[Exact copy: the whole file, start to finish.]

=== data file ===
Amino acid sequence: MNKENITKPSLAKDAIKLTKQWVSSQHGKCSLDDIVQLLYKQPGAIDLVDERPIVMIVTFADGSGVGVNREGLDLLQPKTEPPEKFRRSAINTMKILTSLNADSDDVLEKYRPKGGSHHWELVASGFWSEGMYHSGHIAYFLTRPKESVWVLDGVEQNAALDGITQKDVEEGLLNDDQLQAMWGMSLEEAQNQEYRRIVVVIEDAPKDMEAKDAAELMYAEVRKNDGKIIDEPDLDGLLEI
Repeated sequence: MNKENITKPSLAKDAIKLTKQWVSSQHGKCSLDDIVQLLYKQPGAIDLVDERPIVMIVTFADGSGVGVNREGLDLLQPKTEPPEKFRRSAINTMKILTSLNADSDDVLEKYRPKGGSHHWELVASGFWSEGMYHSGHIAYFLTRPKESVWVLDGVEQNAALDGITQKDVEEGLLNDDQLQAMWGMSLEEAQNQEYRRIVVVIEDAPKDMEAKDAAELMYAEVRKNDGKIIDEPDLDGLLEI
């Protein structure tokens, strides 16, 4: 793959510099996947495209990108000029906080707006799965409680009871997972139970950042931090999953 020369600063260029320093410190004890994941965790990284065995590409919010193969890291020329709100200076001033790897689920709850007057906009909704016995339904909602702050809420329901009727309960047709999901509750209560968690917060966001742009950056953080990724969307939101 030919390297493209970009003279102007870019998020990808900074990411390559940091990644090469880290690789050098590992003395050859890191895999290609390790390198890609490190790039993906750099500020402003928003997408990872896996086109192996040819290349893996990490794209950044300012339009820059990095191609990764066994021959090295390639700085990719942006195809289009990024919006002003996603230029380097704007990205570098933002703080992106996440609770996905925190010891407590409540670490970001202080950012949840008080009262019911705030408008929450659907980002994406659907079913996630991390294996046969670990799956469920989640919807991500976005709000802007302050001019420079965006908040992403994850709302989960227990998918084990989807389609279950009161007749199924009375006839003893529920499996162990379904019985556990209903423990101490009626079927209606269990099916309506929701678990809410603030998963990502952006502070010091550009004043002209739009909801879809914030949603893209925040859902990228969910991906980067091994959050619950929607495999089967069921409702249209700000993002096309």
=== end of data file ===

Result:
Amino acid sequence: MNKENITKPSLAKDAIKLTKQWVSSQHGKCSLDDIVQLLYKQPGAIDLVDERPIVMIVTFADGSGVGVNREGLDLLQPKTEPPEKFRRSAINTMKILTSLNADSDDVLEKYRPKGGSHHWELVASGFWSEGMYHSGHIAYFLTRPKESVWVLDGVEQNAALDGITQKDVEEGLLNDDQLQAMWGMSLEEAQNQEYRRIVVVIEDAPKDMEAKDAAELMYAEVRKNDGKIIDEPDLDGLLEI
Repeated sequence: MNKENITKPSLAKDAIKLTKQWVSSQHGKCSLDDIVQLLYKQPGAIDLVDERPIVMIVTFADGSGVGVNREGLDLLQPKTEPPEKFRRSAINTMKILTSLNADSDDVLEKYRPKGGSHHWELVASGFWSEGMYHSGHIAYFLTRPKESVWVLDGVEQNAALDGITQKDVEEGLLNDDQLQAMWGMSLEEAQNQEYRRIVVVIEDAPKDMEAKDAAELMYAEVRKNDGKIIDEPDLDGLLEI
């Protein structure tokens, strides 16, 4: 793959510099996947495209990108000029906080707006799965409680009871997972139970950042931090999953 020369600063260029320093410190004890994941965790990284065995590409919010193969890291020329709100200076001033790897689920709850007057906009909704016995339904909602702050809420329901009727309960047709999901509750209560968690917060966001742009950056953080990724969307939101 030919390297493209970009003279102007870019998020990808900074990411390559940091990644090469880290690789050098590992003395050859890191895999290609390790390198890609490190790039993906750099500020402003928003997408990872896996086109192996040819290349893996990490794209950044300012339009820059990095191609990764066994021959090295390639700085990719942006195809289009990024919006002003996603230029380097704007990205570098933002703080992106996440609770996905925190010891407590409540670490970001202080950012949840008080009262019911705030408008929450659907980002994406659907079913996630991390294996046969670990799956469920989640919807991500976005709000802007302050001019420079965006908040992403994850709302989960227990998918084990989807389609279950009161007749199924009375006839003893529920499996162990379904019985556990209903423990101490009626079927209606269990099916309506929701678990809410603030998963990502952006502070010091550009004043002209739009909801879809914030949603893209925040859902990228969910991906980067091994959050619950929607495999089967069921409702249209700000993002096309």